Where Are They Now? Former Colorado Rockies Pitcher Alex White

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May 23, 2015; Atlanta, GA, USA; Former Colorado Rockies pitcher Alex White hopes to pitch in Turner Field with the Atlanta Braves in 2015. Mandatory Credit: Brett Davis-USA TODAY Sports

Alex White came to the Colorado Rockies in the Ubaldo Jimenez trade to Cleveland, but fizzled quickly and has made his way through several other organizations. 

Former Colorado Rockies’ pitcher Alex White (minors), once considered a top prospect after being drafted 15th overall out of the University of North Carolina, is now in his fourth organization after signing a minor league deal with the Atlanta Braves on June 12. That minor league deal comes after he was released by the Houston Astros on June 8, due to poor performance in AAA Fresno after failing to make the big leagues in Houston over the better part of two and a half years due to injury and ineffectiveness.

White, now 26, is not the pitcher he once was, having dealt with Tommy John Surgery that stole the entire 2013 season from him, as well as a career 4.78 ERA and 1.478 WHIP in AAA over four seasons. (That’s not to mention his career 6.03 ERA, 5.86 FIP, and 1.684 WHIP in the big leagues, predominantly with the Rockies in 2011 and 2012.)

Things weren’t always like this for White, who breezed through the Cleveland Indians’ system before landing with the Rockies — along with Drew Pomeranz — in the Ubaldo Jimenez trade in July 2011. Neither White nor Pomeranz would stick with the Colorado Rockies, of course, but Pomeranz did eventually catch on to a big league roster in Oakland; White hasn’t pitched in the big leagues since the Rockies traded him to Houston for Wilton Lopez (yikes) after the 2012 season.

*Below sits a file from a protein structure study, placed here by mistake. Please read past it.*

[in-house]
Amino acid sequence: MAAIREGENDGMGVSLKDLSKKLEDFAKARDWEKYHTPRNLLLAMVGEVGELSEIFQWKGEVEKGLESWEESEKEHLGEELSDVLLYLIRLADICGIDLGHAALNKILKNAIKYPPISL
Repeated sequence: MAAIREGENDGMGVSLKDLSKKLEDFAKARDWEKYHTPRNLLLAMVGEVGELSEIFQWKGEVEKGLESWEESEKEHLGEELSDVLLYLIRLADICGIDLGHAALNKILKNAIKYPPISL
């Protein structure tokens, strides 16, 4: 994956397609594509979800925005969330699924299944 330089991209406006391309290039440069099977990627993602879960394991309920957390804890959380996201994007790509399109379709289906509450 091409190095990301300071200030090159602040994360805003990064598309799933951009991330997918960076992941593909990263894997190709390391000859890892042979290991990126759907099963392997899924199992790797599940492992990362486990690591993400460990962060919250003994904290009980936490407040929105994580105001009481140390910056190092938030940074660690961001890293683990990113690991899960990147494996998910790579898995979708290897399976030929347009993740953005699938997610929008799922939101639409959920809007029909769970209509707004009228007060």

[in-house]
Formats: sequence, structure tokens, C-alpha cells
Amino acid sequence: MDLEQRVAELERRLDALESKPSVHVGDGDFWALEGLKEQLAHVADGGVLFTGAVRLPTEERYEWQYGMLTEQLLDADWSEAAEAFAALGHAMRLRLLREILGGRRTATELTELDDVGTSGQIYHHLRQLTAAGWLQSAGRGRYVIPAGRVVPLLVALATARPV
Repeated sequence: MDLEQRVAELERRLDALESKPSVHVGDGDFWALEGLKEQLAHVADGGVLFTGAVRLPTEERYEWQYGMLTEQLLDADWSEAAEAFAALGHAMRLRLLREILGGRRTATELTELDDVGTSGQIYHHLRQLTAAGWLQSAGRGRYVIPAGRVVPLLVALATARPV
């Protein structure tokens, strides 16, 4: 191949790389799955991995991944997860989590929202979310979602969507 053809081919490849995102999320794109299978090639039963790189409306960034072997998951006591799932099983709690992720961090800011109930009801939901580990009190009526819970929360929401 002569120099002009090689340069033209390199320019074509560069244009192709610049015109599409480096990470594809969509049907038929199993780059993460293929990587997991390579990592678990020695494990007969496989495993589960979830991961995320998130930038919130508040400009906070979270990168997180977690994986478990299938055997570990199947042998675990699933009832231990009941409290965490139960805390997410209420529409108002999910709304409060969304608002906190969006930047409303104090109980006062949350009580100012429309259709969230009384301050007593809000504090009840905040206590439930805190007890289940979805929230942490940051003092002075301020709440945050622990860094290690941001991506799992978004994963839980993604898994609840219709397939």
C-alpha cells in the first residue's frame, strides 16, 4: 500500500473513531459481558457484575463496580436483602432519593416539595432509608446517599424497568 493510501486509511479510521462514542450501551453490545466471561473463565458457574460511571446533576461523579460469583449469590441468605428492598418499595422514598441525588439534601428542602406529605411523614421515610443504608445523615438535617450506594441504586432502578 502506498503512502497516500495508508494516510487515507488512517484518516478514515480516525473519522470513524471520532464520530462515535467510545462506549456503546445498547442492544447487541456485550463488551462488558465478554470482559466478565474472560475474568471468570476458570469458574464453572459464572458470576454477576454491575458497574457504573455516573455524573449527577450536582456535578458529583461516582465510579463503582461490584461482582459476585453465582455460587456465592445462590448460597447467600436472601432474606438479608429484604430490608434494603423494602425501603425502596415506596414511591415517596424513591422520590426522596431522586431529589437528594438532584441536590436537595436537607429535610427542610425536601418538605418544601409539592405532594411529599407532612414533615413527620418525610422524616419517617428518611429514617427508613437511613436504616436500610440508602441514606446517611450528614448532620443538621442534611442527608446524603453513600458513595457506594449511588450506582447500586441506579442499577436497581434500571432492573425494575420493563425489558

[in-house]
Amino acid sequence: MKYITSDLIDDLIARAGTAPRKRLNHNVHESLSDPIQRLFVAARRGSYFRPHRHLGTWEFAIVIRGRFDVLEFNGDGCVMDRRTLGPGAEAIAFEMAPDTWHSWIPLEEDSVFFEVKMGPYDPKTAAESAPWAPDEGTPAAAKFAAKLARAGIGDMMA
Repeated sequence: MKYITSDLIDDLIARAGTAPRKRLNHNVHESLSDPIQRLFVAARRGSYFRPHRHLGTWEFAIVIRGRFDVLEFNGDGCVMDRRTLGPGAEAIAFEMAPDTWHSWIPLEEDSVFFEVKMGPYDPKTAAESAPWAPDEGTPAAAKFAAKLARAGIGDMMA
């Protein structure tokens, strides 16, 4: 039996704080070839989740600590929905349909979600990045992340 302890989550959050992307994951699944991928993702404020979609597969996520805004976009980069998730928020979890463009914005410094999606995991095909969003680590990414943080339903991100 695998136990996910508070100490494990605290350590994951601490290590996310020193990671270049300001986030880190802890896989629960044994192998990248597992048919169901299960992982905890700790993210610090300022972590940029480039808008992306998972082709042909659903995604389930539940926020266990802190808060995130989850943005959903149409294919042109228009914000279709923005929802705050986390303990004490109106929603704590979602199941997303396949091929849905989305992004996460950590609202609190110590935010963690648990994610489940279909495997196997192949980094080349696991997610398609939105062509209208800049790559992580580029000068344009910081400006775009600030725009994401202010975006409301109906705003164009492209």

After allowing 56 hits and 17 walks in 43.2 innings this season in AAA Fresno (for a 1.672 WHIP and 5.56 ERA), the Astros cut him loose, and White caught on with the Braves, heading to AAA Gwinnett.

As of Friday evening, he’d allowed nine hits and six walks — but only four runs — in ten innings of work (three games/two starts) for Gwinnett.

The clock hasn’t yet run out for White, who is still a full year younger than the average player in the International League, but he will turn 27 in August and his prospect status certainly wore off long ago.

As is the case with so many pitchers, though, teams constantly need depth in case of injury or ineffectiveness. Simply being healthy and pitching well in AAA makes White likely enough to see big league time again this year or soon thereafter. White, though, must prove he is healthy and effective, especially in light of his recent track record.

This may be one of White’s last good opportunities in affiliated professional baseball, as he now finds himself in his fourth organization in the last five years. If not, his big league career may be limited to the work he put in for the Indians and Colorado Rockies in 2011 and 2012, when the Rockies experimented with the ill-fated four-man pitching rotation.

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